«Will he be like Forrest Gump?»
In her column «Der andere Blick» («A different perspective»), Sara Satir writes about her daily life as a mother to a disabled son. Her articles have been published in Migros Magazin for two years now– and will now also be appearing sporadically on Migros Commitent. Here is her very first article that started it all off.
A disabled child? I had not even considered the possibility during my pregnancy. I was 25 years old and healthy, there were no complications with my pregnancy and the prenatal screenings had not shown any anomalies. A disabled child was something that happened to other people, not me. All the statistics were on my side.
But things turned out differently. My son did not develop as expected. Other children lifted their head, grasped after objects, were able to sit up. My child did none of these things. «Don’t worry about it, he’s just very relaxed,» my family told me. «I wish my child was as placid as yours!», one mother said to me at the playground. Yet I could not help but worry. The doctors diagnosed a global developmental delay, which gave me hope. With a developmental delay, he can make up the lost ground; it’s all just a matter of time.
Many parents define themselves through their children’s development
Time passed and my friends’ children learned to walk. My hope diminished; my concern grew. Did my son have a disability? Up until that point, none of the doctors had uttered the word «disabled», and I clung to the diagnosis of developmental delay.
When I asked a doctor directly how she would describe my son to her colleagues in conversation, she replied: «We would say that he is a child with a mental disability.» I was not prepared for such directness, let alone the reply itself.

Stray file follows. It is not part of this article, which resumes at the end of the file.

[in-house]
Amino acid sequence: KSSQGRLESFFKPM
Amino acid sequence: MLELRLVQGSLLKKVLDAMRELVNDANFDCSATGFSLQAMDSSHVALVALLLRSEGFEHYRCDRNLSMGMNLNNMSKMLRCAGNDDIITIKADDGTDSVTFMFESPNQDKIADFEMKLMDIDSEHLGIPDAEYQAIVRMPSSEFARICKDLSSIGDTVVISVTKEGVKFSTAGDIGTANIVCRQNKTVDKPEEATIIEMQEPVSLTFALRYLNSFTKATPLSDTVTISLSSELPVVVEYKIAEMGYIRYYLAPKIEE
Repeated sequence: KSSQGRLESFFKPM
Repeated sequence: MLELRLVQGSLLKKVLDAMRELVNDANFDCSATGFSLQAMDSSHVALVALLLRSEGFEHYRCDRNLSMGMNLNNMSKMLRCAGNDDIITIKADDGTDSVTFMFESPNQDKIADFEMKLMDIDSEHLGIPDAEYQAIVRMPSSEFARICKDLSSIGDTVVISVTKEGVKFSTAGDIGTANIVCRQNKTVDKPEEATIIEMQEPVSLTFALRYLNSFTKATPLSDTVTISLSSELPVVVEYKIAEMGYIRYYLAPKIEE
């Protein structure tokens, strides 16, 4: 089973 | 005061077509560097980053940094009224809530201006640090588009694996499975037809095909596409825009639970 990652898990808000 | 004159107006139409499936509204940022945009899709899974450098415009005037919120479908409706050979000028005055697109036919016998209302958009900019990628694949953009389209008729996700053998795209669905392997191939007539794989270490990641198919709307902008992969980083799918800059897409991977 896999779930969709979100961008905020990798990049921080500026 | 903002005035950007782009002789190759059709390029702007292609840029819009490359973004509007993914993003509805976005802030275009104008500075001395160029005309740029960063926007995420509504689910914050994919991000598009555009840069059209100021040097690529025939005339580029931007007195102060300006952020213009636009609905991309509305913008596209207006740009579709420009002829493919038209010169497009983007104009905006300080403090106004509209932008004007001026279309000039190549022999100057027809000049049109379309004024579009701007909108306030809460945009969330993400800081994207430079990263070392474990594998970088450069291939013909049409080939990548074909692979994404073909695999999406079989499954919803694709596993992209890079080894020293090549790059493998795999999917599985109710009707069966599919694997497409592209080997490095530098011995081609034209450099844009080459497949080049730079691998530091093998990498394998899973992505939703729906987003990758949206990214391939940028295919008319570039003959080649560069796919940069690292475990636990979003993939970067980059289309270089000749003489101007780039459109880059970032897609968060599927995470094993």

My very first question to her was: «Will he ever be able to live independently?» The doctor said that he would not. My second question was whether he would be like Forrest Gump. (An absurd question from today’s perspective, but the film’s eponymous protagonist was the only disabled person who spontaneously came to mind at that time.) The doctor smiled and said: «Perhaps, but without the Hollywood heroics.» There we were, standing there, with me laughing and crying at the same time.
So then, my child had a mental disability. Finally, some certainty. And yet I still had so many unanswered questions: Would he ever walk? Learn to talk? Make friends? Gradually, I began to understand. It felt like the other parents were part of a club to which I had been refused membership. Every parent has notions of how their child will develop; we want to guide our children into their independence. Many parents define themselves through their children's development, by how soon they learn to walk or talk. Playgrounds are dominated by questions such as these, and I could no longer compete, no longer belonged. Other questions became important.
A disabled child was no longer something that happened only to other people. Now it had happened to me. «Is he happy?» became my most important question – his laughter, my answer.
Sara Satir (42) wanted a family from a young age. Her first son Cem (17) was born disabled – reality was turning out very differently from the dream. She has been working as a coach in Winterthur for 11 years and supports people in overcoming challenges in their personal lives.